November 21, 2014

Editorial Essay on the Kunstmuseum Bern's Upcoming Decision on Whether to Accept the Gurlitt Collection

By Judge Arthur Tompkins

It appears that on Monday 24 November (or thereabouts) we will know whether the Kunstmuseum Bern will take on the Gurlitt collection. In an article in the New York Times on 20 November ("Nazi-Era Art Collection Appears to Find a Home" by Melissa Eddy), a number of sources are cited as expressing confidence that the Kunstmuseum will indeed accept Cornelius Gurlitt’s unexpected bequest made public at the time of his death in May this year: 
“Sources ... said it was likely that the board members [of the Kunstmuseum Bern] would gather in Switzerland on Saturday to decide on Mr Gurlitt’s gift. Stuart E. Eizenstadt ... now special adviser on Holocaust issues to Secretary of State John Kerry, said Thursday that it was his understanding that the museum would accept the offer.”
Image Credit www.worldjewishcongress.org
The magnitude of the challenges that will come with the collection should not be underestimated.  As the NYT article notes, many of the works are likely to be “badly in need of restoration”, and furthermore the resources required to, as the Kunstmuseum Bern will most likely have to do, determine the provenance of each item in the collection, will be significant.

In an open letter I sent to the Trustees of the Kunstmuseum Bern back in June published on ARCA’s Blog here where I suggested:
What should happen, and immediately after the acceptance of the inheritance, is the creation by the Kunstmuseum Bern of an independent, well-resourced international tribunal to determine the fate of each and every one of the many art works. The tribunal itself should consist of international jurists and others with a range of art-crime related skills, assisted by a staff of independent provenance researchers, cataloguers, art and general historians, claimant advocates, and dispute resolution specialists.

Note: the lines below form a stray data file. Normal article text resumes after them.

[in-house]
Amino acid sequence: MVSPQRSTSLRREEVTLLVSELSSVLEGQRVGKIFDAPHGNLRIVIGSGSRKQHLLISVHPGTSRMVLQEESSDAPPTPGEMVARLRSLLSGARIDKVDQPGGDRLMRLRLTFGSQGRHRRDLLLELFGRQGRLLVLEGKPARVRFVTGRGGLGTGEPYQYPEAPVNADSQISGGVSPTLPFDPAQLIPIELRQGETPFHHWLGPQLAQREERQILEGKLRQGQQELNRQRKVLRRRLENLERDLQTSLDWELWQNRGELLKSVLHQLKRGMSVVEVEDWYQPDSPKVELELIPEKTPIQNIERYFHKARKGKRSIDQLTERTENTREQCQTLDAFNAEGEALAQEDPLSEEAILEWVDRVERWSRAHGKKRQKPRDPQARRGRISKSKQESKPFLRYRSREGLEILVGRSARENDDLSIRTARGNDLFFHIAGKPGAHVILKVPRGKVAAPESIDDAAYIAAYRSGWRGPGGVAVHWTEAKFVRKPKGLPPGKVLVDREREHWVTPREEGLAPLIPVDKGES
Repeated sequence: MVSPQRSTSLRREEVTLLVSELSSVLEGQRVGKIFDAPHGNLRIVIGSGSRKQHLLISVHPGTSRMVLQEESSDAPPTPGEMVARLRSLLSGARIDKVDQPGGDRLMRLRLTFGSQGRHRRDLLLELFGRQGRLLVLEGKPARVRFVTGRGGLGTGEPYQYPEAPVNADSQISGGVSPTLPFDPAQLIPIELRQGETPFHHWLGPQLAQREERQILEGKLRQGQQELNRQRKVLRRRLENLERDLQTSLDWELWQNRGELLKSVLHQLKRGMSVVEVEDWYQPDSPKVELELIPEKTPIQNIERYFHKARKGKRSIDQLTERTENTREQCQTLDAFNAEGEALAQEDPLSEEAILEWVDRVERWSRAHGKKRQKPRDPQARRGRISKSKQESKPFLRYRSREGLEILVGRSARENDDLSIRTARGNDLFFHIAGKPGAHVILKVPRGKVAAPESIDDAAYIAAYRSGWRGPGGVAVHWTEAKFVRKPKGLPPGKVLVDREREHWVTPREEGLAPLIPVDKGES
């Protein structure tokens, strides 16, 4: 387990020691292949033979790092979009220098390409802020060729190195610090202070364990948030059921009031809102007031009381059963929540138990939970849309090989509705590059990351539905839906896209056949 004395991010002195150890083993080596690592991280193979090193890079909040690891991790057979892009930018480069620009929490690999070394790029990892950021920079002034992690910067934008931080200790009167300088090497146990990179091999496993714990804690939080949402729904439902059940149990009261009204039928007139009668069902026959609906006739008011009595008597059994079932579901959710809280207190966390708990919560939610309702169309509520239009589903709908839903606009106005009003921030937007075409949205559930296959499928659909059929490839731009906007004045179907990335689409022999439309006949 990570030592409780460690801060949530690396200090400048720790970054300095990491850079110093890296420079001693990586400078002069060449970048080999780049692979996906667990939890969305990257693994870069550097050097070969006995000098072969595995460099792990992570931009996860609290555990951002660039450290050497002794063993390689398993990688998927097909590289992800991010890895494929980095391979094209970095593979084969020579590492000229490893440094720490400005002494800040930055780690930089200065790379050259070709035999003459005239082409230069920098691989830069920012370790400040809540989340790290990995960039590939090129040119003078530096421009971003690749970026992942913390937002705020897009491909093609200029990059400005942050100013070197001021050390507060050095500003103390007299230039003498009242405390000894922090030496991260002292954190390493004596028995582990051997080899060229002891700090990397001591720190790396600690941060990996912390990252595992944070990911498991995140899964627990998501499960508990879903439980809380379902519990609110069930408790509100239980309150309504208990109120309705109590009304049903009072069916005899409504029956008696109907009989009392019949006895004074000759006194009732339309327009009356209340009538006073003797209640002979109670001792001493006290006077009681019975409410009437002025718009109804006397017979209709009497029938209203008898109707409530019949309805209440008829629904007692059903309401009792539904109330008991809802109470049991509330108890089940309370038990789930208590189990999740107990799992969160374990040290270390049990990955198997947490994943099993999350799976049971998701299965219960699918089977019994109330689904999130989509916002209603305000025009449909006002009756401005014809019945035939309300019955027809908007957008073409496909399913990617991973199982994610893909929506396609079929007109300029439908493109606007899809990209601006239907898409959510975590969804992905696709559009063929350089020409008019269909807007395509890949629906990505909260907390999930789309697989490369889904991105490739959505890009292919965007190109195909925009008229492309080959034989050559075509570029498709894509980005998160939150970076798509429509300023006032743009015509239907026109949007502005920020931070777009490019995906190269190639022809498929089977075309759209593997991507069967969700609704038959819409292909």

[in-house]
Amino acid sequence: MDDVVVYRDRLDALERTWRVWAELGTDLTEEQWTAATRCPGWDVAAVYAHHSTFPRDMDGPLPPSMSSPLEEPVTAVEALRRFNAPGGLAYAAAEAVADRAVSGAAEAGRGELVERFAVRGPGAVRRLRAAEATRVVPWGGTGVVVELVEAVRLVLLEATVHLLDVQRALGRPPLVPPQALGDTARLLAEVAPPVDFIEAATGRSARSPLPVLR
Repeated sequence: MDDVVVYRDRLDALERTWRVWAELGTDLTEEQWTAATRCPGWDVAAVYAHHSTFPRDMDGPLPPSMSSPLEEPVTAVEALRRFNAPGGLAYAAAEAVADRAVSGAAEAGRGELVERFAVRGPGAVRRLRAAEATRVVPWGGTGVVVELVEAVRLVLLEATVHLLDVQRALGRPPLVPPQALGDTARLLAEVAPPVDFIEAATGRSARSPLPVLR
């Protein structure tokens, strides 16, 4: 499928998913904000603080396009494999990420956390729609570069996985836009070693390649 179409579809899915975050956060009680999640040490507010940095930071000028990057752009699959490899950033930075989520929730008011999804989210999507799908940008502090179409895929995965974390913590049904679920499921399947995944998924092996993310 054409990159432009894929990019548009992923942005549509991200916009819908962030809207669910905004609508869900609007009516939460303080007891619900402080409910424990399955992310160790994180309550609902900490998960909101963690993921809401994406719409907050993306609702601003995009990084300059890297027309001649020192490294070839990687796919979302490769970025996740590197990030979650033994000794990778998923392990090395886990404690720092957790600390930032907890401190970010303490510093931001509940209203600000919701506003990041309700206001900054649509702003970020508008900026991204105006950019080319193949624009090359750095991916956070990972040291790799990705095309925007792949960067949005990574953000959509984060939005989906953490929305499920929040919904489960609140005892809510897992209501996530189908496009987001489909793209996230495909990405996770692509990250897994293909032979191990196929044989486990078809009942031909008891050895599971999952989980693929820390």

After identifying each art work, promulgating identifying and other characteristics widely, and proactively inviting and assisting claimant contact with the tribunal, the tribunal should resolve the fate of each art work by employing first a range of appropriate dispute resolution processes so as to reach an agreed, just and fair solution. Failing agreement, the tribunal should determine each individual case by giving due weight and recognition both to the relevant legal factors, but also and crucially to the moral aspects as well.

A transparent and just process as outlined would avoid heaping future injustice on the top of past wrongs. It would propel the Kunstmuseum Bern to the forefront of efforts to undo some of the great harms done 70 years ago, amid the chaos and confusion of war.
The NYT article quotes similar sentiments as being expressed by an attorney for Mr David Toren, an 89-year-old descendant of the Jewish industrialist David Friedmann, who has a strong claim to Max Liebermann's "Two Riders on the Beach,":
“ ... this presents a real opportunity for the museum to raise its international profile by doing the right thing with regard to the portion of the collection that was stolen by the Nazis.”
There is clearly more to come on this continuing story early next week.

Read the full New York Times article here.

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